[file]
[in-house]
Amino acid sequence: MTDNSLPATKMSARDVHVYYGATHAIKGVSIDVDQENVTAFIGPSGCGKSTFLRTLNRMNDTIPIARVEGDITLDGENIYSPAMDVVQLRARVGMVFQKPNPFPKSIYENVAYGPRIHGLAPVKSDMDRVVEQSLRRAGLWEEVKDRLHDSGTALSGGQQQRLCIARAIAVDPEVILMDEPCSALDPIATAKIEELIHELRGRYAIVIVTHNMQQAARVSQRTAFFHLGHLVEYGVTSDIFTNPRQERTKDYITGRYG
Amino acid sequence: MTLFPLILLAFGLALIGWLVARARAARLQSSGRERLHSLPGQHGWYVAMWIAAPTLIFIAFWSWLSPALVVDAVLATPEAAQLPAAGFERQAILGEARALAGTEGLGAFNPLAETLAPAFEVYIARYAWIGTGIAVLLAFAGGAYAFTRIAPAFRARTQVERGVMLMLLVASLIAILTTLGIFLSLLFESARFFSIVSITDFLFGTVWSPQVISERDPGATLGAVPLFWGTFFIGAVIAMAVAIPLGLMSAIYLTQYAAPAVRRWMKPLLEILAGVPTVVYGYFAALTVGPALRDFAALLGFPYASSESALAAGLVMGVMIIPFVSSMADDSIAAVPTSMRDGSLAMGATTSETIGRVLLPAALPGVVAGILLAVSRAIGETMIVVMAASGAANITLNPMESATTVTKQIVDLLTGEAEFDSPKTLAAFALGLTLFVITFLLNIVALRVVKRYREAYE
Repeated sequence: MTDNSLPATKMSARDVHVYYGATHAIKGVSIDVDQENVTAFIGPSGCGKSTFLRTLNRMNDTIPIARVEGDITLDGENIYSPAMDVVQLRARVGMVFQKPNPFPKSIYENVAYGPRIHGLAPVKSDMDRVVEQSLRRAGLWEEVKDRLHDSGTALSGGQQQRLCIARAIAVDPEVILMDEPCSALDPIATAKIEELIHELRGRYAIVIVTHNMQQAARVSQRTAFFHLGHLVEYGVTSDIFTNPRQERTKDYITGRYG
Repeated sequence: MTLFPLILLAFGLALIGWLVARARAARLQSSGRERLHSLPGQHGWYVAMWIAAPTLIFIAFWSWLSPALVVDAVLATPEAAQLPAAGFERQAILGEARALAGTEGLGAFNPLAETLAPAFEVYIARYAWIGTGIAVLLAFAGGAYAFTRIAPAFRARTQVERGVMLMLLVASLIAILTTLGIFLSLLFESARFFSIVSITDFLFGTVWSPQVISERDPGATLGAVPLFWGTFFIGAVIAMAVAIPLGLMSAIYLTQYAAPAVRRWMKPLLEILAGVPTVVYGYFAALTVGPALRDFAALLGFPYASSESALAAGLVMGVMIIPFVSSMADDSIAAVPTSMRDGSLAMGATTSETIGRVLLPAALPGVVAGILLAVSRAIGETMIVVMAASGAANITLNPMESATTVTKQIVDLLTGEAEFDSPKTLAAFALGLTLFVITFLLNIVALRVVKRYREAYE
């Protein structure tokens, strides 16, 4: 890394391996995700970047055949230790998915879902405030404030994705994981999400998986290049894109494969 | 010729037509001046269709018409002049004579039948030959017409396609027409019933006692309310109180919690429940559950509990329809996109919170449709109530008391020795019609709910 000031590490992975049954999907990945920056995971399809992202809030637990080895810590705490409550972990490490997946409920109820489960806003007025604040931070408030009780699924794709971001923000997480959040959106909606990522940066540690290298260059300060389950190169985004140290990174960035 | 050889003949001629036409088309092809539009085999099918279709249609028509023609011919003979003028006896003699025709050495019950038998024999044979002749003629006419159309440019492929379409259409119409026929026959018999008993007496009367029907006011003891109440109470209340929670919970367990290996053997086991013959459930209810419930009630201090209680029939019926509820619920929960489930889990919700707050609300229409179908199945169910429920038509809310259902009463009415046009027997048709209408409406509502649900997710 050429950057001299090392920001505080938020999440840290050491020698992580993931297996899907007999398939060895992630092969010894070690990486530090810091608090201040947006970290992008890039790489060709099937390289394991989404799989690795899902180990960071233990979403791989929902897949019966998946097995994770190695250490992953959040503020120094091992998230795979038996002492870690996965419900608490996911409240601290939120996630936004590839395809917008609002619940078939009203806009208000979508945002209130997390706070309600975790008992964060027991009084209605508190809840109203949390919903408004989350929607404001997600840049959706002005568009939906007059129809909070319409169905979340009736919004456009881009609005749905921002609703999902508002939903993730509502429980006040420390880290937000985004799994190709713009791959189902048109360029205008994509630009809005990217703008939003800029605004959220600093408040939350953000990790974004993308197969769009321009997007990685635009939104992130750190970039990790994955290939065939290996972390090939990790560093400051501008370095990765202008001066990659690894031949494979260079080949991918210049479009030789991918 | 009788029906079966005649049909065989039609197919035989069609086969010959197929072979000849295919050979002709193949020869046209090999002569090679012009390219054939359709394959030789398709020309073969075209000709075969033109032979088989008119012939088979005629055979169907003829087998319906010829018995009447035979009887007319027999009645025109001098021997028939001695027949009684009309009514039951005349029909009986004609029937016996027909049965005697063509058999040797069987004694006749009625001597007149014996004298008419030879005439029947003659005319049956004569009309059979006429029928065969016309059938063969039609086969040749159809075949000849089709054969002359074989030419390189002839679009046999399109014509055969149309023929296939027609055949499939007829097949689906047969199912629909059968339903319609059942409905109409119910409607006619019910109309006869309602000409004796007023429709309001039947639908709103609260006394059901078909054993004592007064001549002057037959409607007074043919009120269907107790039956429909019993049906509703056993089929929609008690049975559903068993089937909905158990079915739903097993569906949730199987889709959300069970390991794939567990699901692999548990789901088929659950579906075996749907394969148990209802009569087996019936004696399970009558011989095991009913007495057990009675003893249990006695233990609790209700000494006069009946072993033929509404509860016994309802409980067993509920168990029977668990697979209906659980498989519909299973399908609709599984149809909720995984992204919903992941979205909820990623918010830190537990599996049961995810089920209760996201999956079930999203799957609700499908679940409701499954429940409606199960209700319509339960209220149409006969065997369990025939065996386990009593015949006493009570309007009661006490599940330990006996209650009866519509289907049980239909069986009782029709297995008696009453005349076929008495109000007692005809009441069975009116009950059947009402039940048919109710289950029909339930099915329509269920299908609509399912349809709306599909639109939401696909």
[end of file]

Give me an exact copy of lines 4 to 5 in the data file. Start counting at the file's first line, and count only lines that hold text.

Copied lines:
Repeated sequence: MTDNSLPATKMSARDVHVYYGATHAIKGVSIDVDQENVTAFIGPSGCGKSTFLRTLNRMNDTIPIARVEGDITLDGENIYSPAMDVVQLRARVGMVFQKPNPFPKSIYENVAYGPRIHGLAPVKSDMDRVVEQSLRRAGLWEEVKDRLHDSGTALSGGQQQRLCIARAIAVDPEVILMDEPCSALDPIATAKIEELIHELRGRYAIVIVTHNMQQAARVSQRTAFFHLGHLVEYGVTSDIFTNPRQERTKDYITGRYG
Repeated sequence: MTLFPLILLAFGLALIGWLVARARAARLQSSGRERLHSLPGQHGWYVAMWIAAPTLIFIAFWSWLSPALVVDAVLATPEAAQLPAAGFERQAILGEARALAGTEGLGAFNPLAETLAPAFEVYIARYAWIGTGIAVLLAFAGGAYAFTRIAPAFRARTQVERGVMLMLLVASLIAILTTLGIFLSLLFESARFFSIVSITDFLFGTVWSPQVISERDPGATLGAVPLFWGTFFIGAVIAMAVAIPLGLMSAIYLTQYAAPAVRRWMKPLLEILAGVPTVVYGYFAALTVGPALRDFAALLGFPYASSESALAAGLVMGVMIIPFVSSMADDSIAAVPTSMRDGSLAMGATTSETIGRVLLPAALPGVVAGILLAVSRAIGETMIVVMAASGAANITLNPMESATTVTKQIVDLLTGEAEFDSPKTLAAFALGLTLFVITFLLNIVALRVVKRYREAYE